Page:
The Press

Giulia is Alfa’s second coming

Italian brand is reborn... again. We hit the road in the Giulia Veloce and Quadrifogl­io. By David Linklater.


It’s tempting to say that the Giulia is Alfa’s second coming: the car that finally takes it out of the doldrums and sideways down an exciting road ahead.

After all, it’s the first rear-drive Alfa sedan for 30 years. It’s also on a platform that will provide the base for a bunch of future models, including next year’s Stelvio SUV.

But it might be more accurate to say the Giulia is Alfa’s umpteenth coming. How many times have we been here before? When it launched the GTV coupe and Spider in 1993 for example, they were proclaimed as the maker’s return to sporting form. But they didn’t quite fire.

Same goes for the 156 sedan in 1997 and then the 147 in 2000. And then the 159 in 2005 and the Brera in 2006. Then Alfa Romeo went down a very mainstream track with the MiTo (2008) and Giulietta (2010) hatchbacks. Then things went very, very quiet.

Anyway, point is: it’d be a very brave person to claim that Alfa Romeo is back (insert exclamatio­n mark if you like) with the Giulia.

But it’d also be a very honest person to say the Giulia is a fantastic new car, in a segment that’s arguably getting a bit sameagain.

We’ve just spent a day driving both new Giulia models: the $79,990 Veloce and $134,990 Quadrifogl­io.

Most only have eyes for the Quadrifogl­io, and that’s as it should be. Priority was given to the flagship model during developmen­t, Alfa rightly reasoning that the best way to be cool again was to beat the German establishm­ent at its own game.

The Quadrifogl­io is Alfa’s answer to the BMW M3 and Mercedes-AMG C 63 S. It boasts a 375kW/600Nm 2.9-litre twin-turbo V6 engine and eight-speed automatic transmissi­on that propel it to 100kmh in a staggering 3.9 seconds.

There are lightweigh­t materials everywhere: aluminium for the front guards, doors and suspension components, and carbon fibre for the bonnet, roof, spoilers and driveshaft.

There are also gubbins galore, including an active front splitter and something called Chassis Domain Control that ensures the stability control, adaptive suspension, brake-by-wire system and torque vectoring are all working together.

And... who cares? The most impressive thing about the Quadrifogl­io is that none of these technologi­es really make their presence felt when you’re pressing on.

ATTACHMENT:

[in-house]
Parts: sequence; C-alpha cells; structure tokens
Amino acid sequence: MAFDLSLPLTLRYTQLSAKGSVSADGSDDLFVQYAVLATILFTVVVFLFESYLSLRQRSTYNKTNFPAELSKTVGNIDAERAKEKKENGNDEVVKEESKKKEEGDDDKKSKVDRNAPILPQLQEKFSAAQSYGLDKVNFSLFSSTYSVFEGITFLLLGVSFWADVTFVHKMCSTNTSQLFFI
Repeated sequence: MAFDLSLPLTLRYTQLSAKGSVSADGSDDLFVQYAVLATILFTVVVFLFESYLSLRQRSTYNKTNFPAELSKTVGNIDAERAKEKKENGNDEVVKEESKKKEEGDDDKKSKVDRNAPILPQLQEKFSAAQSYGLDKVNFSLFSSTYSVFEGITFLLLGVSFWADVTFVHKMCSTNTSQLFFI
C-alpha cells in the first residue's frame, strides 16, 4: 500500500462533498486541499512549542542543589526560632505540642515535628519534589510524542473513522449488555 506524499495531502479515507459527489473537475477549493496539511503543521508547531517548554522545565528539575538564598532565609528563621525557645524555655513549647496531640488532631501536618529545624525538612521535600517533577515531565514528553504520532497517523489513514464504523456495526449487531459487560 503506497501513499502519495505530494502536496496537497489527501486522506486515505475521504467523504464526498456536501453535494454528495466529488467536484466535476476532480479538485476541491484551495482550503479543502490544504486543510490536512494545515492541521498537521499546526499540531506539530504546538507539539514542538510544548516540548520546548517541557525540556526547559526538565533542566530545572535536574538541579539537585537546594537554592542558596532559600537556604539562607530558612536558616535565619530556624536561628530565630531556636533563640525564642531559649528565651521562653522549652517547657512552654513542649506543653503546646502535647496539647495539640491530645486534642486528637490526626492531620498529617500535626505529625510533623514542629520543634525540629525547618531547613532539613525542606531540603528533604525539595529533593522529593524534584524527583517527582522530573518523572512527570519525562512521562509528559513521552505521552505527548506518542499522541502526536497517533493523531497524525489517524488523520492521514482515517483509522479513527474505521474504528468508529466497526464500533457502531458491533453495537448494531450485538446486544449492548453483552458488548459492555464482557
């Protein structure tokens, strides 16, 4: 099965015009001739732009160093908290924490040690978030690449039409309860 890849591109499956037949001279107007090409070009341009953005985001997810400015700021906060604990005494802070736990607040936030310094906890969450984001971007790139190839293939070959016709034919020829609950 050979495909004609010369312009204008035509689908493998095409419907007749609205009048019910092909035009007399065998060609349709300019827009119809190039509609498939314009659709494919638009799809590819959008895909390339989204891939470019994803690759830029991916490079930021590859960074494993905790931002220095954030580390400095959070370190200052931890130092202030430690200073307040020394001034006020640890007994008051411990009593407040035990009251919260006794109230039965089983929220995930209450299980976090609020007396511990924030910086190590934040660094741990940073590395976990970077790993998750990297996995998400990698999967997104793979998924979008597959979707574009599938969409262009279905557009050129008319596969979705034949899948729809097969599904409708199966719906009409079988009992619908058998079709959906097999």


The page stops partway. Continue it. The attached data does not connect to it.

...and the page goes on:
Sure, they’re all working hard to keep you out of that hedge, but from behind the wheel this Q-car just feels like it’s dancing in tune with the rhythm of the road. You get the benefit of that new-tech, but it feels excitingly old-school.

You don’t get the bellowing exhaust of an AMG (although there is a wicked crackle) or the scientific­ally precise cornering feel of a BMW M-car, but the Quadrifogl­io is faster than either (not to mention at least $24k cheaper) and in terms of a driver’s machine it’s every bit as rewarding.

The steering has just two turns lock-to-lock, but it doesn’t feel nervous. The electronic­s don’t overwhelm the chassis’ ability to remind you which end is doing the driving. It’s so, so much fun.

The qualificat­ion for all this enthusiasm is that it was a typically wet Auckland winter day for our drive and we traversed some slippery country roads. Not the ideal environmen­t for a supersedan – and yet it’s a measure of confidence in the car that you could still explore its considerab­le abilities in such conditions.

The Quadrifogl­io has Alfa’s familiar DNA drive-mode selector, with a couple of extras. In the A-for-advanced efficiency mode, it can shut down three cylinders to improve economy (Combined 8.2 litres per 100km). Didn’t try that.

It also has a Race mode, which we didn’t try either in such slippery conditions. But yes, it’s screaming out for a track day. Note the $12k ceramic brake and $7k Sparco carbon-fibre racing seat options.

That day will come for us, promises Fiat Chrysler NZ. It’s in writing now (see previous sentence), so they have to.

What of the Veloce then? It’s a very different car and much a slower one... although not slow per se. Its 206kW/400Nm 2.0-litre turbo still gets it to 100kmh in 5.7 seconds (Combined economy 6.1 litres). It’s the entry-level car for NZ but a mid-range one globally, so you still get the four-pot engine in its highest state of tune, a body kit – although not the Quadrifogl­io kit – and lots of luxury extras.

It’s a very accomplish­ed and fluid car on the road, but don’t come expecting a miniQuadro­foglio. That’s not the idea of the Veloce, which is as much about luxury as sporting flavour.

That highlights the main reservatio­n about Giulia: the interior is neat and nicely laid-out, but it’s a little downbeat in the Veloce, which misses out on a lot of of the sporty detailing of the Quadrifogl­io. Although some biscuit-coloured leather in one example we drove did lift the ambience.

Both cars have a suite of active safety systems, including Forward Collision Warning, autonomous braking (with pedestrian recognitio­n), active cruise control, lane departure warning, blindspot warning and rear crosstraff­ic alert.

So Giulia is bang up to date, but don’t expect pseudo-automated technology like steering assistance. Alfa Romeo isn’t ready for that yet.

 ??  ?? In the red corner... oh, never mind. Cheaper, less frantic Veloce, left, still looks the part next to super-fast Quadrifogl­io.
In the red corner... oh, never mind. Cheaper, less frantic Veloce, left, still looks the part next to super-fast Quadrifogl­io.

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